Static vs. dynamic type systems. It used to be an easy choice. Along with the rest of the human race, I make typos all the time. If I made a typo whilst typing a function call in some rarely-used bit of code, a static type system would tell me. Also, I’m a great believe in making computers do as much work as possible so that I can leave work on time and do something more fun. I like the idea of a compiler whirring away, checking lots of common mistakes for me. Letting go of that seemed dangerous…
Continue reading “Once upon a type”
John Wiseman has a cool example of a debugger visualization plugin. Why be content with little expandable tree views of your datastructures when you could have arbitary visualization plugins? It’s hard to be excited about stuff like DevStudio’s autoexp.dat when you see what is possible elsewhere.
It’s harder to do this in C/C++ than lisp/smalltalk because you’re operating at the level of bytes and memory addresses rather than objects. A visualization plugin for a C++ debugger would have to be ultra-careful not to dereference bad pointers or it would bring the whole debugger down. Also, since objects in C++ don’t carry around much information about their type, you’d have to manually ensure that you update the plugin if someone adds a new data member to the type which the plugin shows. Perhaps you can get enough information from the debug info.
Hmm, so once again something which is easy in lisp or smalltalk becomes “possible, if you’re very careful” in C/C++.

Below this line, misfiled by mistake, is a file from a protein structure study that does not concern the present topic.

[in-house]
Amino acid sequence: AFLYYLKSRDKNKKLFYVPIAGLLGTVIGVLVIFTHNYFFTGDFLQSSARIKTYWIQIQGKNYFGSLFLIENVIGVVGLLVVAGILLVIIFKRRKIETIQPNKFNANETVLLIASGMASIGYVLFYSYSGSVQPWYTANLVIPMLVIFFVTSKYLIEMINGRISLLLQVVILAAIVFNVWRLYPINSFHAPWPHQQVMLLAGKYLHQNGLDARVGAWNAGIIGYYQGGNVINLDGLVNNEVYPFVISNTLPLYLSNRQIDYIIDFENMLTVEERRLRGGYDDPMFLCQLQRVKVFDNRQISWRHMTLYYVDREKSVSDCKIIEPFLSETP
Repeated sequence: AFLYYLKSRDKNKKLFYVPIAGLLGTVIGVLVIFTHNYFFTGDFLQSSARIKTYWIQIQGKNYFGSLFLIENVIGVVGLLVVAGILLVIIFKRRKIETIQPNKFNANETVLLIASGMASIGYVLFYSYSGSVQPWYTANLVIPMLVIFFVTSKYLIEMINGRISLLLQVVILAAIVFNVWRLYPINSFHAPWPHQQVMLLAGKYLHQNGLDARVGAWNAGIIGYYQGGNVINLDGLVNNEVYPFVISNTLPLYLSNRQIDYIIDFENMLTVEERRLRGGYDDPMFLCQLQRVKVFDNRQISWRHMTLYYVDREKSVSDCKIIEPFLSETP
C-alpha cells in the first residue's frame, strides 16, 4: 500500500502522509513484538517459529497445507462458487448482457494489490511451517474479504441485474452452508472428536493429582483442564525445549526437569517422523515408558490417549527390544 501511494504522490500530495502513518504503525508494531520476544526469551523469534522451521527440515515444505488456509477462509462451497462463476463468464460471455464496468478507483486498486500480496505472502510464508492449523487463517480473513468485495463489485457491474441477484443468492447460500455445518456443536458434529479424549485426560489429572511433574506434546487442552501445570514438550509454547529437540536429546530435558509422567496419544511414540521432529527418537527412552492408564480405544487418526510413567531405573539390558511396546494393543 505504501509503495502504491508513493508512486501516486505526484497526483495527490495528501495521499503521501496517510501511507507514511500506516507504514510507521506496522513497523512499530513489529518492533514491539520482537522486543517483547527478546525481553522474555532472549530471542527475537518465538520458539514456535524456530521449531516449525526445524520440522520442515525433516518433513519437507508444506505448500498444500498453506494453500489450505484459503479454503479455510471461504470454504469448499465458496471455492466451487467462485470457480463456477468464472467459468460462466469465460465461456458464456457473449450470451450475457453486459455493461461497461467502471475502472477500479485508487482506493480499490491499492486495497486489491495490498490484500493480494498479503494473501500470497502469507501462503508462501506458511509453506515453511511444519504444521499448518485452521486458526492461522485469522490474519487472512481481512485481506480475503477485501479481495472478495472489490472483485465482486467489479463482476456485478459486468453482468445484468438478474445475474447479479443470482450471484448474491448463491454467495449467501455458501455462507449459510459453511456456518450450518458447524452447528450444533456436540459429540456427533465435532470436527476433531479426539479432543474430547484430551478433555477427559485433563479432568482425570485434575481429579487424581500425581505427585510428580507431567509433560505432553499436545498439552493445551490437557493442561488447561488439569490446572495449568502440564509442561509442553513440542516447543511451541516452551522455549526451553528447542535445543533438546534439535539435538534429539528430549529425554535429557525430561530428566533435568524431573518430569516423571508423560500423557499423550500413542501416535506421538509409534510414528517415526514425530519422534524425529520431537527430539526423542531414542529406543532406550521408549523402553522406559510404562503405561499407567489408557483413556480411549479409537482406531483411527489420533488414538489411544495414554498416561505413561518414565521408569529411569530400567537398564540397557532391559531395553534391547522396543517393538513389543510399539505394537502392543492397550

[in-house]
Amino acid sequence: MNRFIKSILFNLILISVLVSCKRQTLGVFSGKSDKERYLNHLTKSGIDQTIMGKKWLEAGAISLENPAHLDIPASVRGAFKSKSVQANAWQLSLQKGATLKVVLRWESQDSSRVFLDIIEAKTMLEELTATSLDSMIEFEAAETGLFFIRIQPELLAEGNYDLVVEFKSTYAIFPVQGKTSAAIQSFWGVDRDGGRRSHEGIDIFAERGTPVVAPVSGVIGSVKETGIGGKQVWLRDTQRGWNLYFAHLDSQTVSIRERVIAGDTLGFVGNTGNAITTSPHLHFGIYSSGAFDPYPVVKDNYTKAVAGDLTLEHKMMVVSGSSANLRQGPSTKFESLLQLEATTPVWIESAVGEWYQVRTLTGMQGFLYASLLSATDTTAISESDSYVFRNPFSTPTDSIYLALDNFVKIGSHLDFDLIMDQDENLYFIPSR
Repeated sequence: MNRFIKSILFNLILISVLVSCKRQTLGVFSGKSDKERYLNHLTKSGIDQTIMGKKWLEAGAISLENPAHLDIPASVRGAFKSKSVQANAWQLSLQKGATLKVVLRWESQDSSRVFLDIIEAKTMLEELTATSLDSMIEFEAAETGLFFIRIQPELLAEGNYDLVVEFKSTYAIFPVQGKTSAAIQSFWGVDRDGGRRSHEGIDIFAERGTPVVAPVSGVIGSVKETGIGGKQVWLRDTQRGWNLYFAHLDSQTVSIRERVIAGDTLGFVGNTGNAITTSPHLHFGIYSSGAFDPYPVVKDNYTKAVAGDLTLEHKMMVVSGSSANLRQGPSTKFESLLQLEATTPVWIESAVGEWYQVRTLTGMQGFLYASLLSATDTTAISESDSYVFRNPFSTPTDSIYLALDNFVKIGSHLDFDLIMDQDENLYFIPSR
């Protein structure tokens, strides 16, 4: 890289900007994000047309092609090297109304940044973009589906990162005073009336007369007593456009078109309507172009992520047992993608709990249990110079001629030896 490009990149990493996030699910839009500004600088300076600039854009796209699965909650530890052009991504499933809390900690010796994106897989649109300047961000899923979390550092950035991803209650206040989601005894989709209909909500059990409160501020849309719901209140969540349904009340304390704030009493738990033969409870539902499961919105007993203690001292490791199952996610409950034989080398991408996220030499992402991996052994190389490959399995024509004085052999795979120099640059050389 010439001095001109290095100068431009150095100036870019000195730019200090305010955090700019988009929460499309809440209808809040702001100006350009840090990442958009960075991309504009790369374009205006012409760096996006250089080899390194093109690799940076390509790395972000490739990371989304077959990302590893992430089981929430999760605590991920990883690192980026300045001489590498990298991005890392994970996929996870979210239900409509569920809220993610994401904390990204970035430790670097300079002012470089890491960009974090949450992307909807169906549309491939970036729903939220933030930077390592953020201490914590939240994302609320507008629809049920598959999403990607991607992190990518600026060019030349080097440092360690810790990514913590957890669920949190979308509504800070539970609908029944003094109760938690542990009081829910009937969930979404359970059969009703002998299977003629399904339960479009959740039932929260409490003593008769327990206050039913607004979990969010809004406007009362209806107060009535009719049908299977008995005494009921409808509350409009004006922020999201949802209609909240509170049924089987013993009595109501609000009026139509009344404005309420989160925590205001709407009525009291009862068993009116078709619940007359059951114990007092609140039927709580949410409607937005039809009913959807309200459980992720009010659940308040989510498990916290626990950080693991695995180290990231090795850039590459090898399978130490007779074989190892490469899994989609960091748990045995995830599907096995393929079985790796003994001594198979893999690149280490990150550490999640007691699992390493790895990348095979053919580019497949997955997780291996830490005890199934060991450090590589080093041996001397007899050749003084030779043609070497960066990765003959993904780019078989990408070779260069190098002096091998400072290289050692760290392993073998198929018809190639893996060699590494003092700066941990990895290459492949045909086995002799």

GeoURL is a cool idea. It is a directory of blogs, indexed by longitude/latitude. So, you can use it to find blogs from people who live in a certain city or country.
Hello, world! After chatting with Anthony last night, I decided that I would switch blog software to one which supports backtrack. Sites like www.livejournal.com make it easy to crosslink between blogs on the one site, but the internet is a big place so I want to use a system which allows references between blogs regardless of where they live.
Up until now, I have been using BlogMax but I have now started using Movable Type. Time to convert my old entries to the new site ..
It’s interesting to look at how various languages deal with passing arguments to functions. It’s a bread-and-butter part of programming, and if you come from a C background it’s surprising to realise that there’s better ways of doing it.
Continue reading “This is not an argument”